Of the 773 overall responses received, 184 agreed the city should renovate the existing building at a cost of approximately $2 million; 179 said build new without a pool at a cost of $13-16 million; 358 said build the facility with a pool at a cost of $17-20 million, plus the cost of maintenance.

Only 263 respondents were year-round residents, four were renters and 405 were part-time residents or landlords.

Sea Isle’s City Council then hired a research company from California at a flat rate of $900 to conduct the survey of property owners.

The company, Probolsky Research, created a site-specific website with a unique URL where taxpayers can log on and answer a yes or no question. The survey was available for a two-week period ending 8 p.m. Nov. 5.

The online survey asks for their ownership status – seasonal or year-round – and a thumbs up or down to building the pool. The survey includes interpretive statements for yes or no answers with associated estimated costs. To ensure those who respond are bonafide taxpayers, respondents are required to input their water and sewer bill account number. Property owners without internet access can obtain a paper copy at the Welcome Center or City Hall.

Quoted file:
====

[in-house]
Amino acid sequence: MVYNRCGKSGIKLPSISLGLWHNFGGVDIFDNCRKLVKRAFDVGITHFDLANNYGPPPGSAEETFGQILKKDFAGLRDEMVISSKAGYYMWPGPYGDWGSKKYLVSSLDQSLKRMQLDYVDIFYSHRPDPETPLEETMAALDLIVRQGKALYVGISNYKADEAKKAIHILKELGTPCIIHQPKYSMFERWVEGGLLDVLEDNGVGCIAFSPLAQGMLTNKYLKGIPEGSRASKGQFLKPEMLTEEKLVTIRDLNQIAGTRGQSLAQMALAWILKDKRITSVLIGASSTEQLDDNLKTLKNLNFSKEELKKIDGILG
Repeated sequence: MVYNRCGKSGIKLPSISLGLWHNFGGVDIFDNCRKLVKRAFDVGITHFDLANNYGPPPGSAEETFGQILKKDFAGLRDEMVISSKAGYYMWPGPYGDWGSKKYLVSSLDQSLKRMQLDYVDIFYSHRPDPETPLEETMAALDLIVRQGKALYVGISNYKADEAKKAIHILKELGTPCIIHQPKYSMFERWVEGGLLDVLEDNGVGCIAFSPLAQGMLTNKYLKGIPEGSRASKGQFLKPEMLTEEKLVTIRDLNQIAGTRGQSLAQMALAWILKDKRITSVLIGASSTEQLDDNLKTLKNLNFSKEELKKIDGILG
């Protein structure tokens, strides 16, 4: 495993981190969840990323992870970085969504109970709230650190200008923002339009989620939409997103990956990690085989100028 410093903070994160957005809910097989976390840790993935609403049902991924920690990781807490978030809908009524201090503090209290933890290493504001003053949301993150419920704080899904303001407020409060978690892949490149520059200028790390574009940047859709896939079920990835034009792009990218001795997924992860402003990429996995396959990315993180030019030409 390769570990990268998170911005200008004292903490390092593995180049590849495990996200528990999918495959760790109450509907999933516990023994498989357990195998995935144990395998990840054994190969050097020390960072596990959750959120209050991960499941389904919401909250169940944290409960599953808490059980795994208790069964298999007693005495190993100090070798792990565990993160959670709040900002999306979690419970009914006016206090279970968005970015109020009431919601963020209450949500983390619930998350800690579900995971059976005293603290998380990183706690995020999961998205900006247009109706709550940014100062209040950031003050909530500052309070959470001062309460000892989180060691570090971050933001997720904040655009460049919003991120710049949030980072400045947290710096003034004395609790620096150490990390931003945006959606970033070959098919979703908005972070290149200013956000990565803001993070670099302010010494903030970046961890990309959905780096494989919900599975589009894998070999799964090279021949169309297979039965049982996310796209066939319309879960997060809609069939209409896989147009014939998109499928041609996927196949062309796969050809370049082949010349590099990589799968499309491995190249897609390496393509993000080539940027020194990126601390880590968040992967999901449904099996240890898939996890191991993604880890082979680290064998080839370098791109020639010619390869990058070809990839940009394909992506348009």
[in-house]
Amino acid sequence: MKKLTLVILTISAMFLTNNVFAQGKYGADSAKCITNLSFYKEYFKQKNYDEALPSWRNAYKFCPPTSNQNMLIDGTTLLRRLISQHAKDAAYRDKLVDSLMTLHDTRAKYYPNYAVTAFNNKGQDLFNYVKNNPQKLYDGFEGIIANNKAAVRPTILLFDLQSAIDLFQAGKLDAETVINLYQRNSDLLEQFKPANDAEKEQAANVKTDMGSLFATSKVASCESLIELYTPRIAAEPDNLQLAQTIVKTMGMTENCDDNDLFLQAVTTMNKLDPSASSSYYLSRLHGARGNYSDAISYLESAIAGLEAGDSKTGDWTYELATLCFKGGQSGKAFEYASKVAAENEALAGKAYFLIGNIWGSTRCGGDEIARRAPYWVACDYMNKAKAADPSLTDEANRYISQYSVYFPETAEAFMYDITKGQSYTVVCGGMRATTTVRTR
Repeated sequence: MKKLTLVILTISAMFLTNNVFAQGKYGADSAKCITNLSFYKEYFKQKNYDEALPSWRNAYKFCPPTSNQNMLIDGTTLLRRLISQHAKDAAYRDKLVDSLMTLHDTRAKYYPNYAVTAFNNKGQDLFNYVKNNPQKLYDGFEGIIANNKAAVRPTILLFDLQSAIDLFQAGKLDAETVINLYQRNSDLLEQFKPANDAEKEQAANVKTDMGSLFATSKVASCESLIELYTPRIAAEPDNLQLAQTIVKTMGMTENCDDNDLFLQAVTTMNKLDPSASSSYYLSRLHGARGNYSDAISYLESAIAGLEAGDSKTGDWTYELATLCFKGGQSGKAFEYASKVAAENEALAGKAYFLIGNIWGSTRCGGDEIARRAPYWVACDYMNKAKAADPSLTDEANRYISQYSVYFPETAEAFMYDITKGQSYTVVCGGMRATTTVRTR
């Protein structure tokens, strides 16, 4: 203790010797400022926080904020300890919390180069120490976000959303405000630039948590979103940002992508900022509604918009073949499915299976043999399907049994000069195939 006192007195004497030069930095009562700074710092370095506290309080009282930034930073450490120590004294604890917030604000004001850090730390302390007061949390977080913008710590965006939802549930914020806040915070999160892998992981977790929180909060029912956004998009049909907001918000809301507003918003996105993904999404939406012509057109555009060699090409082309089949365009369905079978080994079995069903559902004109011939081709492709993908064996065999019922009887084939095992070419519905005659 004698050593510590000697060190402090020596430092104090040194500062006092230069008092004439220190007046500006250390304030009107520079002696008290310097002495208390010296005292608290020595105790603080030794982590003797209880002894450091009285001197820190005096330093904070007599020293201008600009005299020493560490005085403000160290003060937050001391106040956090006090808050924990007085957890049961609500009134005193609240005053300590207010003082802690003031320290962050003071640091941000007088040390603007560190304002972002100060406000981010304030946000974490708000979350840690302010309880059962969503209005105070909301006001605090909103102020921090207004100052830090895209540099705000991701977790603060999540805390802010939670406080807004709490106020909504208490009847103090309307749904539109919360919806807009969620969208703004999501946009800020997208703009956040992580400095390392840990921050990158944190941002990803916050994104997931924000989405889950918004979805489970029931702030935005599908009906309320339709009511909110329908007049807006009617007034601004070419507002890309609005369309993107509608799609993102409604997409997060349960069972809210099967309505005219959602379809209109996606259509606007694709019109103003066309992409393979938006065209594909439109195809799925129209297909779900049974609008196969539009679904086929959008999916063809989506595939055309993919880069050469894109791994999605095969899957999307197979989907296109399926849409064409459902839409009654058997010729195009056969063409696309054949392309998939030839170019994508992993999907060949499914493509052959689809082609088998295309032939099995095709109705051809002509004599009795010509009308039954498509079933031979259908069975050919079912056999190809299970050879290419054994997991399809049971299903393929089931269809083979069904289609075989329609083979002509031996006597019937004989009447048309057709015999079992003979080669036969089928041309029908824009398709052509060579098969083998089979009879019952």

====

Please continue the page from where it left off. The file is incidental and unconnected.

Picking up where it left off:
After the polls close on Nov. 5, the company will end the survey, compile the results and file a report with the governing body, she said.

Although the results of the survey are non-binding, the governing body has also approved a non-binding referendum question for the Nov. 5 general election asking the same question of voters.

“The city would have to do the survey for it to be credible,” Klotz said. “We plan to talk to the commissioners individually to get our message across that we want a poll, survey or referendum, as well as lay out our initiative rights.”

Klotz said the committee could avail itself of the initiative process the state has for the commission form of government, in which case, the committee would need to obtain signatures numbering 10-15% of the votes cast in the last General Assembly election, which amounts to 175 signatures, he said. If the group goes with an initiative and the voters approve it, the Board of Commissioners would be required to introduce it by ordinance, he said.

“Our short-term goal is to find out what the public thinks and continue to put information out there. In the end, it will be up to the public to decide the issue and we will abide by the results either way,” Klotz said.